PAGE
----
SRCF (also called “effective cloud albedo”) was first proposed by Betts and Viterbo to quantify the impact of the cloud field on the surface radiative budget over a southwest basin of the Amazon. It is a non-dimensional measure of surface SW cloud forcing (SWcld = SWdnall − SWdnclear, an upward flux), defined as
 Here, a positive value of the SW fluxes indicates a downward flux. Based on equation (5), we can calculate SRCF if all-sky and clear-sky surface downwelling SW fluxes are available.
 Furthermore, equation (5)indicates that SRCF represents the fraction of clear-sky incoming downward SW flux which is reflected and absorbed by clouds. This non-dimensional quantity offers an effective measure of surface SW cloud forcing and minimizes the influence from solar zenith angle and other non-cloud factors. More discussions and applications of SRCF can be found in previous studies [Betts et al., 2006, Betts, 2009; Betts et al., 2009; Betts and Chiu, 2010; Liu et al., 2011].
2.3.2. Cloud Albedo
 Liu et al.  derived an analytical expression that quantifies the relationship between SRCF, cloud fraction, and cloud albedo,
Where f and αr denote cloud fraction, and cloud albedo, respectively. Liu et al. demonstrated that the estimated cloud albedo by using the surface-based radiation and cloud fraction shows reasonable agreement (correlation coefficient 0.69) with that from satellite measurements. In this study, cloud albedo is estimated using the same procedure, and the same surface-based observations as inLiu et al. . Note that αr implicitly includes cloud absorptance when cloud absorption cannot be ignored, esp., for strongly absorbing clouds.
2.3.3. Procedures of Evaluation
 Detailed procedures of the evaluation are described below. First, the 15-min all-sky/clear-sky surface downwelling SW flux and cloud fraction observations are averaged into hourly data. Here, only those with 4 valid 15-min data points within one hour are used. The valid 15-min data points refer to those with 15-min all-sky/clear-sky surface downwelling SW flux greater than zero and 15-min cloud fraction between 0 and 1. We use the hourly data (for example,xi(d, m, y), i, d, m, yrepresent hour, day, month, and year respectively) to calculate the mean variations of hourly all-sky/clear-sky surface downwelling SW flux and cloud fraction. Considering that the valid hourly observational data points are not evenly distributed temporally, we first calculate each-year seasonal mean values of each-hour variables ( , srepresents season, the line on the top of the function represents mean, and the line with “s” represents seasonal mean), and then average into the overall mean values of each-hour variables. Those valid hourly all-sky/clear-sky surface downwelling SW flux and cloud fraction between 6 am and 6 pm (local standard time: LST) are further averaged into daytime-mean data. Daytime-mean (6 am–6 pm LST) SRCF is calculated using daytime-mean all-sky and clear-sky surface downwelling SW flux. Those daytime-mean SRCF (>−0.05) and cloud fraction are further averaged into monthly data.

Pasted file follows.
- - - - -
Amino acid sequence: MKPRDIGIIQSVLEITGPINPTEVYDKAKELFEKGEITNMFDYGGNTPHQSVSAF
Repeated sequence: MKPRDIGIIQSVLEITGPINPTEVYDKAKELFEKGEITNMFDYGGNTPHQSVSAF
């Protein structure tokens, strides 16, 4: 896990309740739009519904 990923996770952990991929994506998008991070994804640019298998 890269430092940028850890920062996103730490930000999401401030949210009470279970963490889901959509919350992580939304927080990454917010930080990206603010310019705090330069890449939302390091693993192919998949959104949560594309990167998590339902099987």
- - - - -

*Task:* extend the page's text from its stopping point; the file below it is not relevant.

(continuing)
The mean value of overall hourly cloud albedo is calculated using the mean values of overall hourly SRCF and cloud fraction. The daytime-mean cloud albedo is calculated using daytime-mean SRCF and cloud fraction for those with daytime-mean cloud fraction greater than 0.05. We use this filter because cloud albedo is not well described byequation (6) when cloud fraction is small [Liu et al., 2011]. The monthly cloud albedo is calculated by using monthly SRCF and cloud fraction. The mean variations of monthly/yearly cloud properties are the averages of the monthly cloud properties.
 Next, the cloud properties from hourly ERA-Interim and 6-hourly R1 and R2 are used to calculate the mean values of daytime hourly and 6-hourly cloud properties. The calculation procedures are the same as for the observations. Here, only those hourly/6-hourly reanalysis data concurrent to those valid hourly observations are used. The concurrent 6-hourly reanalysis data refer to those: within those concurrent 6 h the hourly observations have valid data. Further, those concurrent hourly/6-hourly reanalyses are averaged into daytime-mean, and then those daytime-mean reanalysis data concurrent to those valid daytime-mean observations are averaged into monthly data. The yearly data are the averages of monthly data. The diurnal/annual/interannual cloud properties from the reanalyses are then evaluated based on the observations.